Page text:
I will send out the Doctor’s form and Responsibilities & Expectations form to you today, and I will send a further email with some more questions.'
I shall now be watching the letter box for the next few days as if it's my Birthday!
Monday, 14 April 2014
As part of the application process for a Hearing Dog I had to send an up-to-date Audiogram to the Hearing Dogs person who is my Application Advisor, we'll stick with calling her Freda for the time being.
This is a copy of my Audiogram from 3 years ago, my hearing hasn't changed a great deal over the years but I fully expect it to deteriorate at some point due to age related hearing loss (more on that another time).
For those who have not had a hearing test the Audiogram is the results of the test, that the patient (in this case me) has undergone, in graph form.
The Hearing Test (we'll call it that for simplicity!) is undertaken in a soundproofed room free from outside noise. Often the rooms are windowless and the walls are lined with soundproofing materials in older rooms. More modern rooms are more conventionally decorated with wallpaper etc.but may be soundproofed underneath.
The room will either be in two parts with a soundproofed partition with a double/triple glazed window separating the audiologist and the patient or will be a single room in which both the patient and audiologist sit together.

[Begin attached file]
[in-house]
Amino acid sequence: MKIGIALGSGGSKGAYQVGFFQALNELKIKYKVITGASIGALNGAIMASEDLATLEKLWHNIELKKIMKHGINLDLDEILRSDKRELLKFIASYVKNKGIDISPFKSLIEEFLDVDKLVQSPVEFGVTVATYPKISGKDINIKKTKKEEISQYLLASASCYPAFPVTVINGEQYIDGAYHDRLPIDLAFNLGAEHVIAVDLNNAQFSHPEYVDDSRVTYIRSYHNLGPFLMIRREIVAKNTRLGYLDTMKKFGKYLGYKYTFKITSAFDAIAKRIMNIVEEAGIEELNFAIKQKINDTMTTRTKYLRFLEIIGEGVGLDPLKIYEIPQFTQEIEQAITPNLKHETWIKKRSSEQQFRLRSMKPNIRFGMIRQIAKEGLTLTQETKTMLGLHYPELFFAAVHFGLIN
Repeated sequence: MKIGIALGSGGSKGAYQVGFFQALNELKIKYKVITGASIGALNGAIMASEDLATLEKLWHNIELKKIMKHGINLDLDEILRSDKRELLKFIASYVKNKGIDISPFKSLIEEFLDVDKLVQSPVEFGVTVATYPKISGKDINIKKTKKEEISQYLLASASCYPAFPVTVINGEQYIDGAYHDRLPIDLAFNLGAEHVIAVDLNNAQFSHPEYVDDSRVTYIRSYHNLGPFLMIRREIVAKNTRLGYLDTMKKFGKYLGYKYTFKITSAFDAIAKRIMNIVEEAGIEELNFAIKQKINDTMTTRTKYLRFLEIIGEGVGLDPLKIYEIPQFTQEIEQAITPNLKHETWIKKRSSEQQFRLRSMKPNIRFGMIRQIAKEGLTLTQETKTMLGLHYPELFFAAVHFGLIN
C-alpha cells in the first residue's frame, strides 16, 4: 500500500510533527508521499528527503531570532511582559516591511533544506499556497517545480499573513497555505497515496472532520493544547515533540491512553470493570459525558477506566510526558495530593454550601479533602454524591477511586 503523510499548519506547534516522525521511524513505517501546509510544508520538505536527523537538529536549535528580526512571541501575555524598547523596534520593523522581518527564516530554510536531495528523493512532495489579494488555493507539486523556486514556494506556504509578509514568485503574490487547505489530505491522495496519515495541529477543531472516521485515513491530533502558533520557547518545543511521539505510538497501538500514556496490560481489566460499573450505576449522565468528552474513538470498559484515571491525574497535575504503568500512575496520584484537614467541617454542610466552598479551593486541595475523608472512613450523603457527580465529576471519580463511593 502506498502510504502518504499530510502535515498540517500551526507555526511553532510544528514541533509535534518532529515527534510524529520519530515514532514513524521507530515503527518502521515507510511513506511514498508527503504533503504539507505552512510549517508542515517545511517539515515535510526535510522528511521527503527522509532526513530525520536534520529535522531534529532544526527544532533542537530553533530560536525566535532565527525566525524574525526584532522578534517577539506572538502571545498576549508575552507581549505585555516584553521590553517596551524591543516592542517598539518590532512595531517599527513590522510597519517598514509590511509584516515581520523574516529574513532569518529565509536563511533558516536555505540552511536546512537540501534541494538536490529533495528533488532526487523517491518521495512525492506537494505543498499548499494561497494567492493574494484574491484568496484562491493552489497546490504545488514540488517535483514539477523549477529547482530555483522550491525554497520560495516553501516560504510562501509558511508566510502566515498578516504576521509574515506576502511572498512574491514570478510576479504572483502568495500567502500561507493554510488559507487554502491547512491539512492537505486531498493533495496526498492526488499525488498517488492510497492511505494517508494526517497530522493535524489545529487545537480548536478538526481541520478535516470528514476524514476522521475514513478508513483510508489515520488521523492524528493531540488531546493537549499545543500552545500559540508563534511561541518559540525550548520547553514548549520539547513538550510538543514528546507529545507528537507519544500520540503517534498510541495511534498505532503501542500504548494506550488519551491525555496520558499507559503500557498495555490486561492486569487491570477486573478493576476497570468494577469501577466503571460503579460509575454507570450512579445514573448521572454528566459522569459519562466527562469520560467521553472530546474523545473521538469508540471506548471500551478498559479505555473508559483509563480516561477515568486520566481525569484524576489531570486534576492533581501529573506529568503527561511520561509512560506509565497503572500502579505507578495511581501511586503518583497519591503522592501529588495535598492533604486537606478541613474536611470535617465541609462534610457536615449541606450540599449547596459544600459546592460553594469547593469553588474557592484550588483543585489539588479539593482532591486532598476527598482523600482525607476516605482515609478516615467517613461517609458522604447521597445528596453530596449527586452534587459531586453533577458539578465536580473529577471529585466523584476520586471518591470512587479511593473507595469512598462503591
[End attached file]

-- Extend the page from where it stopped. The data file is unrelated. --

The test is conducted without Hearing Aids and the patient wears a set of headphones connected to a console in front of the audiologist that is used to generate sounds at different frequencies (tones e.g. Bass through to Treble, and beyond, if you like) and volumes (dB or decibels in technical parlance).
The test is carried out annually for younger patients or patients who have recently been diagnosed as having a hearing loss. In my case I visited the Royal Throat Nose and Ear Hospital in London on an annual basis from the age of three (more about the time prior to this in a future post) until around the age of 20 (mostly in Spring) after which I went bi-annually and now less frequently.
In the old days (blimey, makes me sound old!) when the audiologist generated a sound via the console the patient (me) would be required to tap the edge of the desk/table with a drumstick (this I found very childish and slightly embarassing when I got old enough to feel above all that kind of thing)! When technology moved on a bit, or more likely it needed replacing and could be afforded, the drumstick was replaced with a hand-held button to press when you heard the noise generated.